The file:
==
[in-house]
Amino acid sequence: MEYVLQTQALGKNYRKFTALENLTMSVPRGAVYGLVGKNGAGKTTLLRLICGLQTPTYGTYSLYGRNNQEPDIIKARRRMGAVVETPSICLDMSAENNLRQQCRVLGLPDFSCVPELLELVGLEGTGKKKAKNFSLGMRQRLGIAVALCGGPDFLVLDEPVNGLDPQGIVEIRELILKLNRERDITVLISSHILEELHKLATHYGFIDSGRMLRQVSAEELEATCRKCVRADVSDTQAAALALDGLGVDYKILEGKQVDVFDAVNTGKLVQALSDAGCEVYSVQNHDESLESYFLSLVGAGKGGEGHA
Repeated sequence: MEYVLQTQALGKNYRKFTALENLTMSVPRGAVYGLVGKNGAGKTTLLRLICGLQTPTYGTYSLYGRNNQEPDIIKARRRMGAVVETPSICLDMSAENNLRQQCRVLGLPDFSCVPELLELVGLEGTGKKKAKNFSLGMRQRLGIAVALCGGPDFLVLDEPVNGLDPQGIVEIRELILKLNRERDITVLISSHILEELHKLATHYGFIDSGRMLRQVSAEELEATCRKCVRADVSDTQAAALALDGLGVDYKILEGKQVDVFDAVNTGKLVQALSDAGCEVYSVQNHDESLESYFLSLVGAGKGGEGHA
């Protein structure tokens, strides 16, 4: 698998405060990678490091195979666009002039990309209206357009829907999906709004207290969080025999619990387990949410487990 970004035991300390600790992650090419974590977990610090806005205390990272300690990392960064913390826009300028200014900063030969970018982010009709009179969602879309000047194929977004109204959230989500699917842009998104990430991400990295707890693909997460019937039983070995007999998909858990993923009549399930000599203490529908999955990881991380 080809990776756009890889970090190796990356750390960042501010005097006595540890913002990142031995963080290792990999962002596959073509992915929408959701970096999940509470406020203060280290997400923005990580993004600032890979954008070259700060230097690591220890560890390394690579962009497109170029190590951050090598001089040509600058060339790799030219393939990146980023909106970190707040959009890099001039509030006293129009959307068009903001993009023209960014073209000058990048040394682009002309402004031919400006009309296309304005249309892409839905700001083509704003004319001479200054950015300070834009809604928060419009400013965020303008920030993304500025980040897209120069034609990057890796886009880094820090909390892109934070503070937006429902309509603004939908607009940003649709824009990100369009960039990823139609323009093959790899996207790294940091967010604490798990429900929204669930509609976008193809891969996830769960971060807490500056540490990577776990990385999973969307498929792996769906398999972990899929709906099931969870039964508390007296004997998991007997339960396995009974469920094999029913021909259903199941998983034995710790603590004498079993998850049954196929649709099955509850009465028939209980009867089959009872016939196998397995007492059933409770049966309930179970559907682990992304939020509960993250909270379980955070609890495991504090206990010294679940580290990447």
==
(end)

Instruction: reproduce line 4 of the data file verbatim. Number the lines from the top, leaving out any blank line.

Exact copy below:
């Protein structure tokens, strides 16, 4: 698998405060990678490091195979666009002039990309209206357009829907999906709004207290969080025999619990387990949410487990 970004035991300390600790992650090419974590977990610090806005205390990272300690990392960064913390826009300028200014900063030969970018982010009709009179969602879309000047194929977004109204959230989500699917842009998104990430991400990295707890693909997460019937039983070995007999998909858990993923009549399930000599203490529908999955990881991380 080809990776756009890889970090190796990356750390960042501010005097006595540890913002990142031995963080290792990999962002596959073509992915929408959701970096999940509470406020203060280290997400923005990580993004600032890979954008070259700060230097690591220890560890390394690579962009497109170029190590951050090598001089040509600058060339790799030219393939990146980023909106970190707040959009890099001039509030006293129009959307068009903001993009023209960014073209000058990048040394682009002309402004031919400006009309296309304005249309892409839905700001083509704003004319001479200054950015300070834009809604928060419009400013965020303008920030993304500025980040897209120069034609990057890796886009880094820090909390892109934070503070937006429902309509603004939908607009940003649709824009990100369009960039990823139609323009093959790899996207790294940091967010604490798990429900929204669930509609976008193809891969996830769960971060807490500056540490990577776990990385999973969307498929792996769906398999972990899929709906099931969870039964508390007296004997998991007997339960396995009974469920094999029913021909259903199941998983034995710790603590004498079993998850049954196929649709099955509850009465028939209980009867089959009872016939196998397995007492059933409770049966309930179970559907682990992304939020509960993250909270379980955070609890495991504090206990010294679940580290990447």